Updated: Sep 22, 2022
Never be in a hurry; do everything quietly and in a calm spirit. Do not lose your inner peace for anything whatsoever, even if your whole world seems upset. — Saint Francis de Sales
Tuesday, 2 August 2022
I lingered this morning. After a shower followed by breakfast in the dining room, I lounged on the veranda outside my room. I didn't need Internet to enter notes into my laptop, so I caught up on the last few days. A few people wandered the grounds of the hotel, enjoying the cool, morning peace of Wawona.
By 10:00, I'd given up on hearing from the Yosemite Conservancy about an art class today. I've had more missed opportunities on this journey than on my first four trips combined: no boat tours on Crater Lake; the burned-down fire tower in Lassen Volcanic (and part of the park closed from the burn); no art classes here; and the golf course closed for the season. And looking ahead, I discovered that Crystal Cave in Sequoia has stayed closed all year for maintenance.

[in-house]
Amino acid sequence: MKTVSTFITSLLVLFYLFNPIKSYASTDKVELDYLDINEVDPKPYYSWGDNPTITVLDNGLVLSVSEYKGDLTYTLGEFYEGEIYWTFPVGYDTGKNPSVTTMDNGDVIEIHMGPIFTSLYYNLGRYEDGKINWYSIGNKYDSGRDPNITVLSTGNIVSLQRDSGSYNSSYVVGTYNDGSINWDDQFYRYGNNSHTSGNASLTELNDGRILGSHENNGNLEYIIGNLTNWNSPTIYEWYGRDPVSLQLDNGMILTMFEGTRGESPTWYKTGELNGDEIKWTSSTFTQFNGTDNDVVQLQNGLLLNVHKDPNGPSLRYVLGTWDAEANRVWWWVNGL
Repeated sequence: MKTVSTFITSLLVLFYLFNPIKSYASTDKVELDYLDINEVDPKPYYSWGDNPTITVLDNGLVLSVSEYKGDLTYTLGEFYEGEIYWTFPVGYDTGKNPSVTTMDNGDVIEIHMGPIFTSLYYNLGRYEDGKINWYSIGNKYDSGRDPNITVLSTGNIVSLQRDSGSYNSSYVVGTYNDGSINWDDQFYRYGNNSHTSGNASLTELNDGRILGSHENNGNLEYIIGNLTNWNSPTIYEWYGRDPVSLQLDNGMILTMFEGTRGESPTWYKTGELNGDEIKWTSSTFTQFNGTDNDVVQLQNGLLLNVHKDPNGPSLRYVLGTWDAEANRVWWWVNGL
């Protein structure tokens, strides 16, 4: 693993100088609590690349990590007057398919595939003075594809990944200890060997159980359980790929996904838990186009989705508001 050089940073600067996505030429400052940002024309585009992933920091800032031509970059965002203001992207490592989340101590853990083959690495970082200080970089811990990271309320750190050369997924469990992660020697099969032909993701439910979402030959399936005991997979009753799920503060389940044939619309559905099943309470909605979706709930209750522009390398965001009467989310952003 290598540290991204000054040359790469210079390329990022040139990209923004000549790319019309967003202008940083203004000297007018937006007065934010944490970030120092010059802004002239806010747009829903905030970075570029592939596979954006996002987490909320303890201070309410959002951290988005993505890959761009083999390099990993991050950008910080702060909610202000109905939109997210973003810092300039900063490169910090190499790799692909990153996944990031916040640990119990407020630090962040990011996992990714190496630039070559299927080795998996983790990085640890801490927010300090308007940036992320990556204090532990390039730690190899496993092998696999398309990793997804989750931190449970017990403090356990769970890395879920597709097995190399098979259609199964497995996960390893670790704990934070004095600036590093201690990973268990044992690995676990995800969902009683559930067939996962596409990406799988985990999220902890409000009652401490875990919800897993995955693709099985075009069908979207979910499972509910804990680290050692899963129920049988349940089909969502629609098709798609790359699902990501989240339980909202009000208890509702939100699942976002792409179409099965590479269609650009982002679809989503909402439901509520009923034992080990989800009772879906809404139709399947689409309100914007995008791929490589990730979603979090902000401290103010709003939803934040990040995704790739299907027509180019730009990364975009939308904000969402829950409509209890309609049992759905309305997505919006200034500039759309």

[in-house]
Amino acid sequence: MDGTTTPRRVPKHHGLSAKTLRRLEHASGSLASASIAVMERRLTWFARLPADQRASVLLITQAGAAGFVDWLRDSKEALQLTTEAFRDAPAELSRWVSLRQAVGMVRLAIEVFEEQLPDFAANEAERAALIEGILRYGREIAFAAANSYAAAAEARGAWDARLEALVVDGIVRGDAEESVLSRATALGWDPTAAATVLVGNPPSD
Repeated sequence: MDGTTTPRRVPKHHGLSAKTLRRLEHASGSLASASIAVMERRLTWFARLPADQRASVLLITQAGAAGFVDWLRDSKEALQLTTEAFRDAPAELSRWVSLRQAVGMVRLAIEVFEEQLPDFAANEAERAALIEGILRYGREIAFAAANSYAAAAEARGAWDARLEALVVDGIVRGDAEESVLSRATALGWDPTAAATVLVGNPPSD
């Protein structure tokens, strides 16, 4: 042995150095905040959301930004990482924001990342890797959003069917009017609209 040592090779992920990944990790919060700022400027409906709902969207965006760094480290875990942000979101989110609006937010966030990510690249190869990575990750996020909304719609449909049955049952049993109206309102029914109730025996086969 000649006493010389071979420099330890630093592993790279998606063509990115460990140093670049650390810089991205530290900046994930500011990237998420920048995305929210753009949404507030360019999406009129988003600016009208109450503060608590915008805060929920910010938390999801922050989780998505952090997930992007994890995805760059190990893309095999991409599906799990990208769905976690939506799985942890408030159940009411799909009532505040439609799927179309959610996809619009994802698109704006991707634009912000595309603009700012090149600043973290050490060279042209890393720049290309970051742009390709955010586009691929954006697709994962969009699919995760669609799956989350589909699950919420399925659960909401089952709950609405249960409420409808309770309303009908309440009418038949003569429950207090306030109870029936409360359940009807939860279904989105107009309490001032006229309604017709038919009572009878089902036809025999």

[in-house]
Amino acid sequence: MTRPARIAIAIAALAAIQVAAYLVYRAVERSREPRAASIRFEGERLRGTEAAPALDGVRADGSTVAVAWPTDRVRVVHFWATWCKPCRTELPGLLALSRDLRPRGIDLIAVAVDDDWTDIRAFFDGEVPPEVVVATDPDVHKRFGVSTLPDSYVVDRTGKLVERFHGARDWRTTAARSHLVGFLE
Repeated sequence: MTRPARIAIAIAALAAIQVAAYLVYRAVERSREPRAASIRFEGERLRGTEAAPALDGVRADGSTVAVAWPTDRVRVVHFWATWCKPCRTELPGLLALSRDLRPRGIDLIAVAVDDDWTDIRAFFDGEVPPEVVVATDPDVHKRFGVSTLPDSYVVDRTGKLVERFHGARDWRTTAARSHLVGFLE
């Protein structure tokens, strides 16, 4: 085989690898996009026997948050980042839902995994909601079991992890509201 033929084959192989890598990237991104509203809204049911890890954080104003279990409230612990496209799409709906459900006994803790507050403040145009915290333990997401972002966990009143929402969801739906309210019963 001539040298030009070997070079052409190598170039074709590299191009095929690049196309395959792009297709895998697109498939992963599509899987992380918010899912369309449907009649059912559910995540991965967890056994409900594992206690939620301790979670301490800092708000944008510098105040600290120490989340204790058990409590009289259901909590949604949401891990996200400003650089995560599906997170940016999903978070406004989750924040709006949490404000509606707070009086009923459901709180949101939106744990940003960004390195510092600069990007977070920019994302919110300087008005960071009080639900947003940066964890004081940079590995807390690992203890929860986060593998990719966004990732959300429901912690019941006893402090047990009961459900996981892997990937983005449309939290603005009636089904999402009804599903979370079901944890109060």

The leisurely morning allowed me to get organized heading into my last several days, and to research options for today. The park pamphlet showed a seasonal 'Visitor Center' open next to the hotel. Surprise! The 'Center' was no more than a folding table beneath an awning - a setup such as you'd find at a local fair.
"Is this the smallest Visitor Center in the park system?" I asked the ranger.
He smiled. "Actually, the station by the Oak Flat entrance is smaller."